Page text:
This article by Noel Perkins and Lan Jones describes the ongoing work of the charity Dental Mission for Children, which provides dental care and dental health education in socioeconomically deprived areas of Vietnam.
Vietnam is a country of 83 million people situated in South East Asia, and is bordered by Laos, Cambodia and China to the West and North, with the Gulf of Tonkin and the South China Sea forming its eastern boundary. Hanoi is the capital of Vietnam and is located in the north of the country, but Ho Chi Minh City (also known as Saigon) is the largest, with over 6 million people, and is in the south. It is predominantly a mountainous country, with densely populated fertile areas, notably the Red River and Mekong Deltas in the north and south respectively. The Mekong Delta has an area of 40,000 square kilometres and is known as Vietnam's 'breadbasket', although 'rice basket' would be a more accurate term! Vietnam is the World's third largest exporter of rice, after Thailand and the USA.
Dental Mission for Children
Dental Mission for Children (DMC) is a non-profit humanitarian organisation which aims to promote volunteerism in the international dental community, as well as with all persons of vision and compassion who wish to be part of a fulfilling and much needed dental outreach program. It was founded by Dr Lan Jones in 1996, after many years of active involvement in volunteer dentistry in the USA and West Africa. Dr Jones is originally from Saigon in South Vietnam, but received her education and training in the USA.
DMC sends teams of volunteers to serve local communities in socioeconomically deprived areas of Vietnam, providing primary dental care and dental health education. Over the last ten years, DMC has provided treatment for thousands of children in orphanages, urban centres for street children, elementary schools, special schools for physically disabled children, and remote tribal communities. There is an ongoing program of oral health education, which reaches out to tens of thousands of school children in rural areas of Vietnam throughout the school year. DMC works with local teachers in providing oral health education, as well as supplies of toothbrushes and toothpaste. DMC also assists disadvantaged children in rural areas to access medical and surgical care in city-based hospitals. In recent years financial support has been provided for many severely burned children, children with congenital or acquired facial deformity and children needing cardiac surgery. The local director of DMC in Vietnam, Mr Hung Dam, oversees these activities.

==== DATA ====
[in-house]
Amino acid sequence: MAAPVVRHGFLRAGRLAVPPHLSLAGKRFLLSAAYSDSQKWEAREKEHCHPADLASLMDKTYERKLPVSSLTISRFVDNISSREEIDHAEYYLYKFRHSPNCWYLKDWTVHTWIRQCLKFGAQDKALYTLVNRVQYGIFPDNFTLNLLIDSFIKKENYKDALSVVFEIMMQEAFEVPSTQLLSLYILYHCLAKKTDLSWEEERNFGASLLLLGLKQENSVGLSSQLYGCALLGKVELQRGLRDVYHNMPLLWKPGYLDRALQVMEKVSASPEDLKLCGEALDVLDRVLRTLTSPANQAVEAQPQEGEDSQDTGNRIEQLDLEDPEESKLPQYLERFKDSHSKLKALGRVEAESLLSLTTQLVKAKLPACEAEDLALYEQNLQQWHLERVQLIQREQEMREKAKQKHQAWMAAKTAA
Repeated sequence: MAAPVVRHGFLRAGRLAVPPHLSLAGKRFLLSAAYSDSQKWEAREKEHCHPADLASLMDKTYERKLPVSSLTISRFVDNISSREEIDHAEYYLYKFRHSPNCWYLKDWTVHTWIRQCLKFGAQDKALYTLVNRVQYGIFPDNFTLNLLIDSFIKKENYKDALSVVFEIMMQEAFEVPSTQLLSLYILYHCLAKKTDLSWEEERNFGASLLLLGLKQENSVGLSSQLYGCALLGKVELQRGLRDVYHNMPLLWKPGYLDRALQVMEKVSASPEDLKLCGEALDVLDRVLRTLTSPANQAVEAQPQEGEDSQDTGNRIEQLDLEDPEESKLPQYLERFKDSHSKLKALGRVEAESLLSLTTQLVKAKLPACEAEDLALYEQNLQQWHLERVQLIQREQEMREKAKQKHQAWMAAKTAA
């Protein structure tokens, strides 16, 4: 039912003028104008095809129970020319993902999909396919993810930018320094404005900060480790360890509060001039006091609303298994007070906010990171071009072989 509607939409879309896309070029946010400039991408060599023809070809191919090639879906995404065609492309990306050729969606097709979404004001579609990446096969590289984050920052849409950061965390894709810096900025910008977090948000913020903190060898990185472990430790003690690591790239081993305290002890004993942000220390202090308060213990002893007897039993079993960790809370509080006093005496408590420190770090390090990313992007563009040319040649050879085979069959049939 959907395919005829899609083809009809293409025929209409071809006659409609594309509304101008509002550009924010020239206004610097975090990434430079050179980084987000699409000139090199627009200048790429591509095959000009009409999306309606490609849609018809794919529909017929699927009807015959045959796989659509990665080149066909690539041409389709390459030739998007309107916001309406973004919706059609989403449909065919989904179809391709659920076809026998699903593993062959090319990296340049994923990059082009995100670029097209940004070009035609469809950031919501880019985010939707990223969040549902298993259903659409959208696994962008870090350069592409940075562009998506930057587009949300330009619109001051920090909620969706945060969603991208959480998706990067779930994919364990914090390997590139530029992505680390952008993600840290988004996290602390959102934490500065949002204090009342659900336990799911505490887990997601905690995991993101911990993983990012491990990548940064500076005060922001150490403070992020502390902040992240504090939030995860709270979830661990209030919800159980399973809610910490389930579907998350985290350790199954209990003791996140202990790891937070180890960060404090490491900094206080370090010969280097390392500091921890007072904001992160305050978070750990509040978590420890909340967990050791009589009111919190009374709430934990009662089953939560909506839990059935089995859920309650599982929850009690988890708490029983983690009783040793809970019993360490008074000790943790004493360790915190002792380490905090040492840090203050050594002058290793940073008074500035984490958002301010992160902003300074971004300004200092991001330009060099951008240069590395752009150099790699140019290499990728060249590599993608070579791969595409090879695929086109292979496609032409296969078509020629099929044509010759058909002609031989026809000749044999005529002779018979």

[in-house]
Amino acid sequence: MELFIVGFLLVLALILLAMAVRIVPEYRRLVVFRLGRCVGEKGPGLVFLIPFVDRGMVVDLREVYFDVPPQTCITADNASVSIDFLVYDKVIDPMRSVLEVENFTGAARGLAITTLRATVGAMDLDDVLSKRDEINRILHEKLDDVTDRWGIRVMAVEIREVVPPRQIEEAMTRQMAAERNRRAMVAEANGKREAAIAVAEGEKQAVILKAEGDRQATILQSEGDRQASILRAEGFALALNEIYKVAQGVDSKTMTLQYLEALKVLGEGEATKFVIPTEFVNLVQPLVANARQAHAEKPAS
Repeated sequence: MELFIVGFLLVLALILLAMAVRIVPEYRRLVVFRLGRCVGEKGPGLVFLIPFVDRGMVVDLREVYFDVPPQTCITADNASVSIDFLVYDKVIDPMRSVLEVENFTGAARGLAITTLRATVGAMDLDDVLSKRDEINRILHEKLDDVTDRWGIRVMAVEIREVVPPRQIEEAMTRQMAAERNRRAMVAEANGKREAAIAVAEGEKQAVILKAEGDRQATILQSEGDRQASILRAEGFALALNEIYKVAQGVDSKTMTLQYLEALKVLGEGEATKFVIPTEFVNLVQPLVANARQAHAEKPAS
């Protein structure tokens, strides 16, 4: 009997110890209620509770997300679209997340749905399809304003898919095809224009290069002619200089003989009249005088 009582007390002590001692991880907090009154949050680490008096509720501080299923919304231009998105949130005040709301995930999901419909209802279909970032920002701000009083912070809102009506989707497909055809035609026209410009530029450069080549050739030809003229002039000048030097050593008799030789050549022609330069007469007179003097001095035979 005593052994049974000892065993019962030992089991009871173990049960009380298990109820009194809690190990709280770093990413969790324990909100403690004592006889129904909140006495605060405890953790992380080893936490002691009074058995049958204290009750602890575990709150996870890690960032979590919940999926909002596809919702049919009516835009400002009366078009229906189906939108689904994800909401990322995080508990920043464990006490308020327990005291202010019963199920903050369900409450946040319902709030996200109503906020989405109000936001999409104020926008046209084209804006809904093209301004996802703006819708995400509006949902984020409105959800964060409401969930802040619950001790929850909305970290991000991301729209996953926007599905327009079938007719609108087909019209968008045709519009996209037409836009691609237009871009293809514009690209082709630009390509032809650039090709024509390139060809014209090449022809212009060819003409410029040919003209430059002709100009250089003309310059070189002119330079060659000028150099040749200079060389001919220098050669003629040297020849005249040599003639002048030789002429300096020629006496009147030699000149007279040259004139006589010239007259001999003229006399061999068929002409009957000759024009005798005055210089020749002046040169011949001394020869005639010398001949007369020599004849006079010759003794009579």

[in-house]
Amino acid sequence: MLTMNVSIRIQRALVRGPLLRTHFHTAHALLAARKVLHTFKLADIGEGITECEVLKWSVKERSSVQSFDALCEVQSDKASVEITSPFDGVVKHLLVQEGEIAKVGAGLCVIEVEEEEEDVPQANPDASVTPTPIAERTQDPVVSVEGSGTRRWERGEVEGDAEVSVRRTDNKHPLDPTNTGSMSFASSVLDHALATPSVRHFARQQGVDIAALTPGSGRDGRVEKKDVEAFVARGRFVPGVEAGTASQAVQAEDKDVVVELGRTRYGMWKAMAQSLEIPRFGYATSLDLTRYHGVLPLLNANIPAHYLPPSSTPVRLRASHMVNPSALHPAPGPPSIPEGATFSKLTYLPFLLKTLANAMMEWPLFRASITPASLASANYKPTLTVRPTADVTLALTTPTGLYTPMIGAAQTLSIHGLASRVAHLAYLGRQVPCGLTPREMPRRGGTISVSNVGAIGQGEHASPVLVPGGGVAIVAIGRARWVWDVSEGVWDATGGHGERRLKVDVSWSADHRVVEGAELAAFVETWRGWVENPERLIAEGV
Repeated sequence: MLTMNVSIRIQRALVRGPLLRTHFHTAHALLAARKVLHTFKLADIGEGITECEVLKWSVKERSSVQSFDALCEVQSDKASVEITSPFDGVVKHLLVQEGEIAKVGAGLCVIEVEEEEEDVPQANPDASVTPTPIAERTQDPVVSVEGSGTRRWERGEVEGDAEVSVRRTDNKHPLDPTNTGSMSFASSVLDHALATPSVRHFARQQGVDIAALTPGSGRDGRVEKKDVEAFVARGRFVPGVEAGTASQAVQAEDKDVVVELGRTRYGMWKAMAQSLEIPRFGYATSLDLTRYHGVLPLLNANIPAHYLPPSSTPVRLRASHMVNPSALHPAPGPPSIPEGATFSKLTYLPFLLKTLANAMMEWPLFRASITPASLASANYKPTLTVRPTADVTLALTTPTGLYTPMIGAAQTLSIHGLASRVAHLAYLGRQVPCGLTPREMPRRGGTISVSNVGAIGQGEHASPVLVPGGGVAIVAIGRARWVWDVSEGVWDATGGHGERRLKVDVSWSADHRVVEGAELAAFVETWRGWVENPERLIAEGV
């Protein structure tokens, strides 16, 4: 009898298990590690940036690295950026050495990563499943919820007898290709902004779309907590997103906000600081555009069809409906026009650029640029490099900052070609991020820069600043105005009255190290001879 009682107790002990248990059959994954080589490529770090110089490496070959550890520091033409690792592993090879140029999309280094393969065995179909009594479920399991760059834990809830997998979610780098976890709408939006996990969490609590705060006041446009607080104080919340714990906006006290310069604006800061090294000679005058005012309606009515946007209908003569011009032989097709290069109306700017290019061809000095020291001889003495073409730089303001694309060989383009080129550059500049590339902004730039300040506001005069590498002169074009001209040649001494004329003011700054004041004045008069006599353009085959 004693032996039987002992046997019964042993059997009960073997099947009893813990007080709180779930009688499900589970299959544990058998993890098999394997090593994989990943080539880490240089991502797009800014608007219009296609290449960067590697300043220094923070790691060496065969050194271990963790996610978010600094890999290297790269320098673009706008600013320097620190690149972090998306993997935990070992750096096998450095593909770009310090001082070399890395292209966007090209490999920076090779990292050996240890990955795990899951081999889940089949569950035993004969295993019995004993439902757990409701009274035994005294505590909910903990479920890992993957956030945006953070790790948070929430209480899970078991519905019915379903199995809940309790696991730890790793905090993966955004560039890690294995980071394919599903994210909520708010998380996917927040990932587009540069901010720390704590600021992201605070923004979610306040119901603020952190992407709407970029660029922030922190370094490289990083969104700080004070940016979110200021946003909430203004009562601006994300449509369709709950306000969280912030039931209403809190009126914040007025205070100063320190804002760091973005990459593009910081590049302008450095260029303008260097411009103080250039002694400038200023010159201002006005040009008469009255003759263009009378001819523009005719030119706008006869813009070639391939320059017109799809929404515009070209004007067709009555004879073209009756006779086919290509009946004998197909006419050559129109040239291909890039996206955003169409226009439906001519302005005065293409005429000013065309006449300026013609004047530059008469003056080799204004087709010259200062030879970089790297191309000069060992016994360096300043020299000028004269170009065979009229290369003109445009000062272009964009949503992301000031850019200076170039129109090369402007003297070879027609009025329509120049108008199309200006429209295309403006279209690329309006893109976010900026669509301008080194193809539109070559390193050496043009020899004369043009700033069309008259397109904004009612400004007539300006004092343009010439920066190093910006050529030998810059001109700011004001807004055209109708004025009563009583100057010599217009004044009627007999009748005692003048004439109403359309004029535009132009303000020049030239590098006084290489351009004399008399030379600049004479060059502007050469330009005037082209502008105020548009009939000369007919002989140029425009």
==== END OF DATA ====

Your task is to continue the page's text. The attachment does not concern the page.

In addition to its work in Vietnam, DMC has established links with other humanitarian organisations – such as Teethsavers International – in order to support dental volunteers working with school children in Zambia and The Gambia.
The Mission trips to Vietnam usually last for a period of two weeks, and take place in March/April each year. Volunteers come from a variety of countries (eg USA, UK, Canada) and a broad range of backgrounds, including general dental practitioners, paediatric dentists, oral and maxillofacial surgeons, restorative dentists, dental students and non-dental support volunteers. DMC has developed strong links with the Vietnamese Red Cross and this has greatly facilitated the work of the charity in Vietnam. Volunteers from the Tien Giang Red Cross have been particularly helpful, and they continue to provide outstanding assistance with regard to translation and dental nursing support – which sometimes extends to mopping the perspiration off volunteers' brows and quenching their thirst with coconut water!